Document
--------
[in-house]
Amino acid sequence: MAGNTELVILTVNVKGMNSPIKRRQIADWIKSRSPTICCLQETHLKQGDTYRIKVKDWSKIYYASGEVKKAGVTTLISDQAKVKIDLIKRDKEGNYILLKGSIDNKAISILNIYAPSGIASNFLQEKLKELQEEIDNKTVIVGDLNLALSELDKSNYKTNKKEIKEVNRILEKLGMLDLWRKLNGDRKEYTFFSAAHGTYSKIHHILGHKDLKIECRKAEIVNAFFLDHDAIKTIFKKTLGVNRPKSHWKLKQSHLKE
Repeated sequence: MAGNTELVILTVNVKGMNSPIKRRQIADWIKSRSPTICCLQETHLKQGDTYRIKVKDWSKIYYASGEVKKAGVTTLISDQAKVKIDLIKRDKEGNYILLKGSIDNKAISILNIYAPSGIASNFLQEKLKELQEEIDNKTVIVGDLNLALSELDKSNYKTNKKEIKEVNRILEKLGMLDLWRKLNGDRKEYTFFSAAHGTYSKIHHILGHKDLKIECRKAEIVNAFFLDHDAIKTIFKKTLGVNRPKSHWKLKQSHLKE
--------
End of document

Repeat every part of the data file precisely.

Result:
[in-house]
Amino acid sequence: MAGNTELVILTVNVKGMNSPIKRRQIADWIKSRSPTICCLQETHLKQGDTYRIKVKDWSKIYYASGEVKKAGVTTLISDQAKVKIDLIKRDKEGNYILLKGSIDNKAISILNIYAPSGIASNFLQEKLKELQEEIDNKTVIVGDLNLALSELDKSNYKTNKKEIKEVNRILEKLGMLDLWRKLNGDRKEYTFFSAAHGTYSKIHHILGHKDLKIECRKAEIVNAFFLDHDAIKTIFKKTLGVNRPKSHWKLKQSHLKE
Repeated sequence: MAGNTELVILTVNVKGMNSPIKRRQIADWIKSRSPTICCLQETHLKQGDTYRIKVKDWSKIYYASGEVKKAGVTTLISDQAKVKIDLIKRDKEGNYILLKGSIDNKAISILNIYAPSGIASNFLQEKLKELQEEIDNKTVIVGDLNLALSELDKSNYKTNKKEIKEVNRILEKLGMLDLWRKLNGDRKEYTFFSAAHGTYSKIHHILGHKDLKIECRKAEIVNAFFLDHDAIKTIFKKTLGVNRPKSHWKLKQSHLKE